**Definition 1**: An *r* × *c* **matrix** (also called an **array**) is a rectangular array (or table) with *r* rows and *c* columns. We can represent such a matrix as *A* = [*a _{ij}*] where 1 ≤

*i*≤

*r*and 1 ≤

*j*≤

*c*. Thus

*a*is the element in the

_{ij}*i*th row and

*j*th column.

In Excel a matrix is represented as a rectangular range. E.g. B3:C7 can be considered to be a 5 × 2 matrix.

Two matrices *A* = [*a _{ij}*] and

*B*= [

*b*] are

_{ij}**equal**, denoted

*A*=

*B,*if they have the same size and shape (i.e. the same number of rows and columns) and all the corresponding elements are equal (i.e.

*a*=

_{ij}*b*for all

_{ij }*i*,

*j*with 1 ≤

*i ≤ r*and 1 ≤

*j ≤ c*).

**Definition 2**: A **square matrix** is one where *r* = *c*. The **main diagonal** of a square *k* × *k* matrix *A* is *a _{11}*, …,

*a*. The

_{kk}**trace**of

*A*is

*a*+ … +

_{11}*a*. If all the elements in the square matrix

_{kk}*A*are 0 then the matrix is called the

**null matrix**. If all the elements on the main diagonal are 1 and all other elements are 0 then the matrix is called an

**identity matrix**, denoted

*I*(or

*I*to emphasize that it is a

_{k}*k*×

*k*identity matrix).

A **triangular matrix** has either all zeros in the triangular portion below the main diagonal (an **upper triangular matrix**) or all zeros in the triangular portion above the main diagonal (a **lower triangular matrix**). A **diagonal matrix** is one that is both an upper triangular matrix and a lower triangular matrix, i.e. all the entries off the main diagonal are zero.

**Example 1**: Define matrix *A* = [*a _{ij}*] as follows:

*A* is a 3 × 3 square matrix whose main diagonal is 3, 5, 2. The trace of is 3 + 5 + 2 = 10. The element in the 2^{nd} row and 3^{rd} column is *a _{23}* = 4.

*A*is an upper triangular matrix.

**Definition 3**: A **vector** *A* is an *r* × *c* matrix in which either *r* = 1 or *c* = 1. If *c* = 1 then *A* is called a **column vector**. If *r* = 1 then *A* is called a **row vector**. We can represent a column vector as [*a _{i}*] where 1 ≤

*i*≤

*r*and a row vector as [

*a*] where 1 ≤

_{j}*j*≤

*c*.

When *r* = *c* = 1 then *A* is called a scalar.** **In this case *A* is the same as an ordinary number (thus [*a*] is considered to be the same as *a*).

If *A* is a row vector [*a _{i}*] the

**length**of

*A*, denoted ‖

*A*‖ is

(and similarly for a column vector). A **unit vector** has length 1. To **normalize** a vector is to divide the vector by its length so as to yield a unit vector.

**Excel Functions**: Excel provides the following functions, where we use the same symbol *A* for both the matrix and the range in the worksheet which contains the matrix.

**ROWS**(*A*) = the number of rows in matrix *A*

**COLUMNS**(*A*) = the number of columns in matrix *A*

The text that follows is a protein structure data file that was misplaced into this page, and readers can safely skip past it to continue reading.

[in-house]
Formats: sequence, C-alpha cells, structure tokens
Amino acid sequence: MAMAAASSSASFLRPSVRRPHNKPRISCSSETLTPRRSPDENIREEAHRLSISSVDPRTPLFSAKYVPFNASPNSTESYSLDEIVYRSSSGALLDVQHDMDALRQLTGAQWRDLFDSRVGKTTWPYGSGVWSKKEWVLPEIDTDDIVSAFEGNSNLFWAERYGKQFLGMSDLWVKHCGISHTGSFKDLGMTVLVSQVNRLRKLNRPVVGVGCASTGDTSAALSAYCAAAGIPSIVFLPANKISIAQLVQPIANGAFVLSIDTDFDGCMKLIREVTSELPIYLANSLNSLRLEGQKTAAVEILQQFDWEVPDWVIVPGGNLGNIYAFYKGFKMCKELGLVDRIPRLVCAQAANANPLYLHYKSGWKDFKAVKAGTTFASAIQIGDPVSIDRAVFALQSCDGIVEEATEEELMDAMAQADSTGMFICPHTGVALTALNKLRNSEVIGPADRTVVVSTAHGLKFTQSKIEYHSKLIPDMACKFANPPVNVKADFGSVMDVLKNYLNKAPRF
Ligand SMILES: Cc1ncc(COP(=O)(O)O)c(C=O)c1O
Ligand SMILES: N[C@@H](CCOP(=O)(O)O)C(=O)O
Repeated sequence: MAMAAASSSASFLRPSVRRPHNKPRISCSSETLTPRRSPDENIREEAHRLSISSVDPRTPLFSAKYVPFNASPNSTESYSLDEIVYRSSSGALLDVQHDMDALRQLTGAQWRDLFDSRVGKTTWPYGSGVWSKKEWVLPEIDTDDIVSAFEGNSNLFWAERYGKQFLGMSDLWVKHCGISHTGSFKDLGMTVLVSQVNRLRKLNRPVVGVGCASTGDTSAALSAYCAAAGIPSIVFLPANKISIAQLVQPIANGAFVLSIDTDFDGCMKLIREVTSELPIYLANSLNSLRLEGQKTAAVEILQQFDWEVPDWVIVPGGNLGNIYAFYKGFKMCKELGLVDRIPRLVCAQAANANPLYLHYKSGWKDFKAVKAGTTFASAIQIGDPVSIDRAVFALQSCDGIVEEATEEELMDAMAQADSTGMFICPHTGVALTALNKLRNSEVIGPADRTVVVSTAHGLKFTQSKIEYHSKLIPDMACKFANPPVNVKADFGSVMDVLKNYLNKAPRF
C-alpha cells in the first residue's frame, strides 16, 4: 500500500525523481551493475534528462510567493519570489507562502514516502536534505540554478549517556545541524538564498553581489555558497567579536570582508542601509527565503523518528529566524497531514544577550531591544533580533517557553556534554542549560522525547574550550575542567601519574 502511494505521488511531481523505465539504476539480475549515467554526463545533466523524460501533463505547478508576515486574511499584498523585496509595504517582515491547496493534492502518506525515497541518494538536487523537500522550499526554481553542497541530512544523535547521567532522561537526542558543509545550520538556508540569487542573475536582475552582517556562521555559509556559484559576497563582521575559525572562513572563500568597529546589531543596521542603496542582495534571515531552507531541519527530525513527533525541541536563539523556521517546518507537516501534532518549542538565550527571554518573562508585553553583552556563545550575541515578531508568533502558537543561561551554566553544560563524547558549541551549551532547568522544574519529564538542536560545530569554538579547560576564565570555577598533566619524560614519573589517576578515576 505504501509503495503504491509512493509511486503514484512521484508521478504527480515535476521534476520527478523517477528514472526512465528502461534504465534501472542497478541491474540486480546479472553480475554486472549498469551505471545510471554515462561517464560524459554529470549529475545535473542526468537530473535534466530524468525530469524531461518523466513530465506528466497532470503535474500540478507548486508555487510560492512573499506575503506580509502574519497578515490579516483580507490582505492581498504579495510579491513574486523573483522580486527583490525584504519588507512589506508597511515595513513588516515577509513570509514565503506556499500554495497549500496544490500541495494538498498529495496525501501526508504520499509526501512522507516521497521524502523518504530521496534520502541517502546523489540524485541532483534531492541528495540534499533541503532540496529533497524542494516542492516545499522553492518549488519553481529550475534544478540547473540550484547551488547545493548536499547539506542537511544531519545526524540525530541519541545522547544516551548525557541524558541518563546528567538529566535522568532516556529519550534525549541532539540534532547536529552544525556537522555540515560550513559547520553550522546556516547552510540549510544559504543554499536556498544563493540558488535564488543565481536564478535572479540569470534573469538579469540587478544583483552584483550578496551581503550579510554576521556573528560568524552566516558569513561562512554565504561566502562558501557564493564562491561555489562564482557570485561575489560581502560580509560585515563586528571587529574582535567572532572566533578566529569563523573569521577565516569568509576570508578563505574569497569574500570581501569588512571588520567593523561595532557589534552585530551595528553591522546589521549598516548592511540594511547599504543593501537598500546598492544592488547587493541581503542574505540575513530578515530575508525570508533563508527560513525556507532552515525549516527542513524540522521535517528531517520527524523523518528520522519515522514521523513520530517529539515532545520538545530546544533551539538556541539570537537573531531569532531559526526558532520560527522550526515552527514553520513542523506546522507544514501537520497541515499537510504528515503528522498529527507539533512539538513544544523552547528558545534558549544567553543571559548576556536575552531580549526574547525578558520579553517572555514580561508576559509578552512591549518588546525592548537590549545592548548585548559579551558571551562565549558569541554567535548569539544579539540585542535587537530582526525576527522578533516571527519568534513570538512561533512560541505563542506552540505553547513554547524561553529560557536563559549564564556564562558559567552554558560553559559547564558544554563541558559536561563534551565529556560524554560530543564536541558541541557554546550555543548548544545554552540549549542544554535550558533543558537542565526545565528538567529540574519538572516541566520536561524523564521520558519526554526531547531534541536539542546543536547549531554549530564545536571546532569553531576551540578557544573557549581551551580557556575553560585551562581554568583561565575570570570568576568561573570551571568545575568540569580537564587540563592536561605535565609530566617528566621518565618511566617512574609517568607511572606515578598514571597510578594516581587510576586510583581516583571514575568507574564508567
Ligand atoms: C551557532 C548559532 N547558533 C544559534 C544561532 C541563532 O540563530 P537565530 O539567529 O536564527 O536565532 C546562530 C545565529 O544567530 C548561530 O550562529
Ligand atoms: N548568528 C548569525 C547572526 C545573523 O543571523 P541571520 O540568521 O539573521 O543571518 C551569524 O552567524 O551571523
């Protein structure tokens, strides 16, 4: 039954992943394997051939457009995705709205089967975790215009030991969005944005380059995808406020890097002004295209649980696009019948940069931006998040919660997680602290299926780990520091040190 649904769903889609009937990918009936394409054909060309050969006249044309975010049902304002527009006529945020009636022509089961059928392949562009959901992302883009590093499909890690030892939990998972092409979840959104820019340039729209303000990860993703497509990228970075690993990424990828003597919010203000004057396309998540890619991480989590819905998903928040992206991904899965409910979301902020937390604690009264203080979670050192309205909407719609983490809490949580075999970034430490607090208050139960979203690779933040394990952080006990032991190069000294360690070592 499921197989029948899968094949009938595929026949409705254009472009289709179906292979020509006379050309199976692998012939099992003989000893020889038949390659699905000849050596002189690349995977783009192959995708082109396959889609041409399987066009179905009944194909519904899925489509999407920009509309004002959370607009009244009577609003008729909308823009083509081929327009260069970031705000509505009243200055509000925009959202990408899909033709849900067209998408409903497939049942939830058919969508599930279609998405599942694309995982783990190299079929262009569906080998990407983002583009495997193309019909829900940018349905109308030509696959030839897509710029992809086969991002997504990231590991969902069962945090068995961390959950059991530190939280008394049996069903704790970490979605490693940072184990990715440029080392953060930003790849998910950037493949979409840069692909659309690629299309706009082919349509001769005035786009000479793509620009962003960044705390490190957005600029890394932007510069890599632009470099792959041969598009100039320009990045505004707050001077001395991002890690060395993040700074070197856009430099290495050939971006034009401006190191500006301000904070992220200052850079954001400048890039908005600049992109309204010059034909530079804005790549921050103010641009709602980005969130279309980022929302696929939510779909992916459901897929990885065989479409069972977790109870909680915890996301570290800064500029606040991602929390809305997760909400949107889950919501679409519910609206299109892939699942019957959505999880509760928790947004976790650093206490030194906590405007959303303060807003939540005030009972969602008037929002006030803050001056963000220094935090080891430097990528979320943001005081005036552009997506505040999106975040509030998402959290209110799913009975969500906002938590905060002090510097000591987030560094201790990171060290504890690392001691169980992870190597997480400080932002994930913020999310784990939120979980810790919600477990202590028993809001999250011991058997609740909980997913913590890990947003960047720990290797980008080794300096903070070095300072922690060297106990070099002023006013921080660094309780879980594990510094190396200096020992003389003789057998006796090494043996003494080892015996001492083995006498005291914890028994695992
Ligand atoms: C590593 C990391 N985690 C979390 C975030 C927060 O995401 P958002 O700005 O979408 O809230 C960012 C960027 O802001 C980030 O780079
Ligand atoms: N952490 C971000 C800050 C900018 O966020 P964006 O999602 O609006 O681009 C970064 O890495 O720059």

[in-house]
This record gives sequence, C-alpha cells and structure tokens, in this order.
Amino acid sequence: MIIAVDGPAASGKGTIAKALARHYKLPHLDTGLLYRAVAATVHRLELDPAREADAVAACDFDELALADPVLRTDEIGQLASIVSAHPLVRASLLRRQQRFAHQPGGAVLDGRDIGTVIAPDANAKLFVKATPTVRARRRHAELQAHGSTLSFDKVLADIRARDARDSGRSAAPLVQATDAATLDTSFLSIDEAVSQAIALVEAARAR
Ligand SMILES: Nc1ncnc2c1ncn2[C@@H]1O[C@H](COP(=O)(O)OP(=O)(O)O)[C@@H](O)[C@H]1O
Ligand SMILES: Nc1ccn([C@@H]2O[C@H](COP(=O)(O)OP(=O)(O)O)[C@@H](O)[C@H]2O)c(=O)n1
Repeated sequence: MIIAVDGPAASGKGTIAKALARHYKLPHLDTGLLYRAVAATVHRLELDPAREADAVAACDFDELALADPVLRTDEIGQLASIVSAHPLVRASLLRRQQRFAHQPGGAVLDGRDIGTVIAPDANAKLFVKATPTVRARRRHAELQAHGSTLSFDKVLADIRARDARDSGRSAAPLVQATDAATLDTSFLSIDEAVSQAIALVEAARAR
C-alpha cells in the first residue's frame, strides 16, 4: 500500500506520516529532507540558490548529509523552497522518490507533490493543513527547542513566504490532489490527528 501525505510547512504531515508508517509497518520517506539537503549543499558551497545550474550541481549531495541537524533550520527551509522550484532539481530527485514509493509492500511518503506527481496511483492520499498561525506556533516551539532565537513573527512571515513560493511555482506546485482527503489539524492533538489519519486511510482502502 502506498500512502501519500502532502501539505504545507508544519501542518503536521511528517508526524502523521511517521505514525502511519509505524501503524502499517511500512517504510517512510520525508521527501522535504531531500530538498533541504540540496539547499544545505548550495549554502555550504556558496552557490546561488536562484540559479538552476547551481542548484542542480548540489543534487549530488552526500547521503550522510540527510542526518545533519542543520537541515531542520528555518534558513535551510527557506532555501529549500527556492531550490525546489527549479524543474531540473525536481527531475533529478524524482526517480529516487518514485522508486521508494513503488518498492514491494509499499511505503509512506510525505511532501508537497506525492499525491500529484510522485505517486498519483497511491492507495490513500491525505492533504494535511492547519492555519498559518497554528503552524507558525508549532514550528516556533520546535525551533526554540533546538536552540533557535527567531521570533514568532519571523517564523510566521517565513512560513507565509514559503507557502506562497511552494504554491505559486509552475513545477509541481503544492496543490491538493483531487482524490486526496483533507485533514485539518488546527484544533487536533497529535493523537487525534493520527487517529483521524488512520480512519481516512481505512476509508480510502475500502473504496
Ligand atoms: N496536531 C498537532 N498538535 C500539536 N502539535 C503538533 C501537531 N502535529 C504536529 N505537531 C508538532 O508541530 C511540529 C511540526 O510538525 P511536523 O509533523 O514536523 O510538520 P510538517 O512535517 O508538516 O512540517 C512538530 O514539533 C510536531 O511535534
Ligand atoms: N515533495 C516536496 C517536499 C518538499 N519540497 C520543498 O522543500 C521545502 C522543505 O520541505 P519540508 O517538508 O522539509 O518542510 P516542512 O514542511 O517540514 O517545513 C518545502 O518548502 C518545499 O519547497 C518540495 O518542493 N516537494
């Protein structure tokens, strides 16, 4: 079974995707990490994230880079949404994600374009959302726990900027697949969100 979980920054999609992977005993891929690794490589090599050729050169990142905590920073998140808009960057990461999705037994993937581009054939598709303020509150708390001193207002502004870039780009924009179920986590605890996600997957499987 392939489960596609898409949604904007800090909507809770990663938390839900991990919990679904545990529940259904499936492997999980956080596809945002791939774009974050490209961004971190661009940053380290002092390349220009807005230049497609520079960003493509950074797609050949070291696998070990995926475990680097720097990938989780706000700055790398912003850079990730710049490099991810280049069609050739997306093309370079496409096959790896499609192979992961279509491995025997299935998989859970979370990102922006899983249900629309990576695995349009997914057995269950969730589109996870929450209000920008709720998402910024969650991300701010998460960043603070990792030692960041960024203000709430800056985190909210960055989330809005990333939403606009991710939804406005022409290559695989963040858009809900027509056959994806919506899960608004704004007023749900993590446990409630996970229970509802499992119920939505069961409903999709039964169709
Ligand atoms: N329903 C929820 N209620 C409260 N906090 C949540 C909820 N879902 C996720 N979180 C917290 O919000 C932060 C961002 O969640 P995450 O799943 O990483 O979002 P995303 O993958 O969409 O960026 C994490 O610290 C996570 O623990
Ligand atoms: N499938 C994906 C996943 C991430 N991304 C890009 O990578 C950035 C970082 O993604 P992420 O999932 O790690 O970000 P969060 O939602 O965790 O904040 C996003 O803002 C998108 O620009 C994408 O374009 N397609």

Also note that the element in the *i*th row and *j*th column of *A*, i.e. *a _{ij}*, is given by the formula

**INDEX**(

*A*,

*i*,

*j*).

**Real Statistics Excel Functions**: The following supplemental Excel functions are included in the Real Statistics Resource Pack:

**ISCELL**(*A*) = TRUE if *A* is a scalar and FALSE otherwise

**ISSQUARE**(*A*) = TRUE if *A* is a square matrix and FALSE otherwise

**LENGTH**(*A*) = the length of matrix ; i.e. =SQRT(SUMSQ(*A*))

**NORM**(*A*) = array function which outputs a normalized version of array *A*; i.e. = *A*/LENGTH(*A*)

**DIAGONAL**( ) = array function which outputs a square matrix whose main diagonal consists of the elements in *A* and which has zeros everywhere else

**DIAG**(*A*) = array function which outputs a column vector with the diagonal of *A*

**TRACE**(*A*) = trace of *A*

**IDENTITY**() = outputs an identity matrix of the highlighted square shape

You can also explicitly identify the size of the identity by using the formula IDENTITY(*k*). In this case the output is a *k* × *k* identity matrix.

**Example 2**: Find the length of the vector *A* in range B4:B7 of Figure 1 and normalize this vector.

**Figure 1 – Normalizing a vector**

The result is shown in Figure 1. The length of *A* is shown in cell B9, which contains the formula =SQRT(SUMSQ(B4:B7) or the supplemental formula =LENGTH(B4:B7). The value for this example is 8.124.

To normalize vector *A* simply divide each element in *A* by its length. E.g. cell D4 contains the formula =B4/B$9. The normalized vector, *A*′ is shown in the range D4:D7. The length of this vector is 1, as can be seen in cell D9.

**Example 3**: Create a column vector with the elements on the diagonal of the matrix in the range A5:D8 of Figure 2:

**Figure 2 – Extracting the elements from the diagonal of a square matrix**

Using the approach from Table Lookup, we can create a set of indices 1 to 4 (since the matrix is 4 × 4) and then the vector of diagonal elements contained in range G5:G8 is calculated by the array formula:

=INDEX(A5:D8,F5:F8,F5:F8)

Thank you for this tutorial! It is great. I was a bit confused at first by the:

INDEX(A5:D8,F5:F8,F5:F8)

But then I realized that F5:F8 meant that the formula was to be repeated for each row in G in turn.

sir, i have question for you. How to create matrix like identity matrix from random matrix?

Vicky,

I don’t quite understand your question. By a random matrix do you mean a matrix whose elements are random numbers? By create do you mean in Excel?

Charles